Those who put forth their best effort deserve to be rewarded, or at least, such is the logic behind merit pay. Actually implementing performance based pay, however, is not as straightforward as it seems, especially when it comes to teachers.
This article from www.ernweb.com seems to discredit any argument against merit pay, but it fails to account for a couple key factors, like the need for evenly outlined evaluations and bottomless budgets.
Determining who the best teachers are falls to in-person evaluations, which are subject to bias, and student performance. If schools use test scores to determine a teacher’s effectiveness, they place all accountability for the teacher on their students. In doing so, they turn students into tools for profit rather than children to nurture. Using evaluations based on scores also punishes teachers who work with higher risk students.
Moreover, schools’ funds only go so far, which restricts the ways in which districts can spend their money. With a limit on the budget for teacher salaries, not every teacher who meets the requirements would be eligible to receive the bonus, thus creating a small, elite group of teachers who receive the raise and excluding those who fall just short of the criteria.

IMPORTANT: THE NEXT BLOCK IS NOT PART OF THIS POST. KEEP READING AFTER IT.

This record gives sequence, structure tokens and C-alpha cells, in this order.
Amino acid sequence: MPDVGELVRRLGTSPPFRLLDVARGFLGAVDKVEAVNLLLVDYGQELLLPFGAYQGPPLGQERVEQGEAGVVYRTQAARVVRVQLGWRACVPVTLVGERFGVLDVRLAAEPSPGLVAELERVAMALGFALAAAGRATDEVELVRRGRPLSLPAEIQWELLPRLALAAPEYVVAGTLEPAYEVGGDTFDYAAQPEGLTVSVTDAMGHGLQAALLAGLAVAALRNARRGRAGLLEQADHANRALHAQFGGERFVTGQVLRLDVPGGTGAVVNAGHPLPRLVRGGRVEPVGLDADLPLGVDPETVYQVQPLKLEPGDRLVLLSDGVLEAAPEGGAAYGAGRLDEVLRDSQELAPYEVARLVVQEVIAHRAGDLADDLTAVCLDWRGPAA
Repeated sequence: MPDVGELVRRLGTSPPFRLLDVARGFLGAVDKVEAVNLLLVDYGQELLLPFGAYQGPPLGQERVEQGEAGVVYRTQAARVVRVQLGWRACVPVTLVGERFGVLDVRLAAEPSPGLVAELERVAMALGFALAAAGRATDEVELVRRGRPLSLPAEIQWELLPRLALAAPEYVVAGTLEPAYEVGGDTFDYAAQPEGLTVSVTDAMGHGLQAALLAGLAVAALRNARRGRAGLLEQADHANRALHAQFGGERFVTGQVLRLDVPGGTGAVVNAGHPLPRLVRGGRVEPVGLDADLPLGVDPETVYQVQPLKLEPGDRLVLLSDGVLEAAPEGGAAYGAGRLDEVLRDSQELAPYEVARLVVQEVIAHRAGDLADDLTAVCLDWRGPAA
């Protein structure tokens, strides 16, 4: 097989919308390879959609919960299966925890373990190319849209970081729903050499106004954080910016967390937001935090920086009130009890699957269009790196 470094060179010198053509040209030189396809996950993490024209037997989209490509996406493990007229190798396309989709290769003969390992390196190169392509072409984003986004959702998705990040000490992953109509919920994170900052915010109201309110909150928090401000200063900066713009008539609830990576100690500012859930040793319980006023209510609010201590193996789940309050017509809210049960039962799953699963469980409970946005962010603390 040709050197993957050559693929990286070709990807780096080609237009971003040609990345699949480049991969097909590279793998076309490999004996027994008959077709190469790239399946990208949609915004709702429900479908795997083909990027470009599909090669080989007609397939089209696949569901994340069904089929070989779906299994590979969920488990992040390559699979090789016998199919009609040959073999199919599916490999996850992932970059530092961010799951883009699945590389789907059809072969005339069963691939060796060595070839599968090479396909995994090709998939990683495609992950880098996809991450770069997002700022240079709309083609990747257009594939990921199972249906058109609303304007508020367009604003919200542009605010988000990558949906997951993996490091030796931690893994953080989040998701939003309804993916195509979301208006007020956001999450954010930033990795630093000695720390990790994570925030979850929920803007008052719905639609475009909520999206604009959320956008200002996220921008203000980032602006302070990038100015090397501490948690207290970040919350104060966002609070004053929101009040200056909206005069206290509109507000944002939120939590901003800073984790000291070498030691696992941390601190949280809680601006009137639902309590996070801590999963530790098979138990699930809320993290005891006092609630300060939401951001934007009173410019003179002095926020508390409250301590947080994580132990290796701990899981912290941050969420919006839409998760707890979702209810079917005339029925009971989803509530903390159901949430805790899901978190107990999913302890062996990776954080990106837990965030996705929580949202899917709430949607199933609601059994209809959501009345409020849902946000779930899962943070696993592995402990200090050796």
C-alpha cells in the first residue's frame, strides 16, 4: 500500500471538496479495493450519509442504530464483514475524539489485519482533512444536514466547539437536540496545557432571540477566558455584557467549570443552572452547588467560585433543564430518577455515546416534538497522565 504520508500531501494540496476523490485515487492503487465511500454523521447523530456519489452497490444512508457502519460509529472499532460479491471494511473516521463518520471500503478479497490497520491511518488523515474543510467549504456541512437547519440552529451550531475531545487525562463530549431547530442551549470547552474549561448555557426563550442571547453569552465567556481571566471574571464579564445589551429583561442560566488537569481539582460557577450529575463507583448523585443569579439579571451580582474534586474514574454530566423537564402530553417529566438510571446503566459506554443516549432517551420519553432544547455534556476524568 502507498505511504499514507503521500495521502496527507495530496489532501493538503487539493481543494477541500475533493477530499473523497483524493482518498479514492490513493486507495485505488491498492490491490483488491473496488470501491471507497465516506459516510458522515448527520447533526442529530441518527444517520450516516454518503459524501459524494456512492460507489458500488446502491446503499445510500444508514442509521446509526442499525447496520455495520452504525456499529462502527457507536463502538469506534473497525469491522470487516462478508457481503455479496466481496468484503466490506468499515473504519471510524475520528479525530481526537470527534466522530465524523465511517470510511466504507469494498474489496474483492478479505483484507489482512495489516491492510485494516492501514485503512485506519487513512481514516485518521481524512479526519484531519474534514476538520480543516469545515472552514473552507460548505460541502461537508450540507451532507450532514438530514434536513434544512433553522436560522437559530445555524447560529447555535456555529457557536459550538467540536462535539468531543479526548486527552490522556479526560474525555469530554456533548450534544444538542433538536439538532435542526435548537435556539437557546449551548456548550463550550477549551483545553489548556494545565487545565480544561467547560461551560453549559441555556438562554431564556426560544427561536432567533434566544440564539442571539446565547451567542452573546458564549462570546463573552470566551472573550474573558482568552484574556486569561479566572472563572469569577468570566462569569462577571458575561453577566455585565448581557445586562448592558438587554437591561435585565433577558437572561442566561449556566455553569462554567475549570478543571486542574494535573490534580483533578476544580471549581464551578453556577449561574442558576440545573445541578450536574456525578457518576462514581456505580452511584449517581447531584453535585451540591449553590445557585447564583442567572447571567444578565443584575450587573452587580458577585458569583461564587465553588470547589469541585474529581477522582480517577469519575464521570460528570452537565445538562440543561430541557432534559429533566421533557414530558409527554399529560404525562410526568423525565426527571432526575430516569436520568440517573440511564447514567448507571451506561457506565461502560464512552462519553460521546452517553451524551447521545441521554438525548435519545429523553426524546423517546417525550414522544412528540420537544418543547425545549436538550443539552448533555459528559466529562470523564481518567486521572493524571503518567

This restriction could cause teacher cohesiveness to crumble. When teachers fail to work together in creating the best possible learning environment, schools fall apart and students suffer.
Overall, teachers deserve more than what they currently earn, but merit pay is not the best way to make a change. Though supporters argue its incentive would enhance teacher performance, the lack of a solid evaluation method combined with the risk of pitting teachers against each other makes the merit pay’s costs greater than its rewards.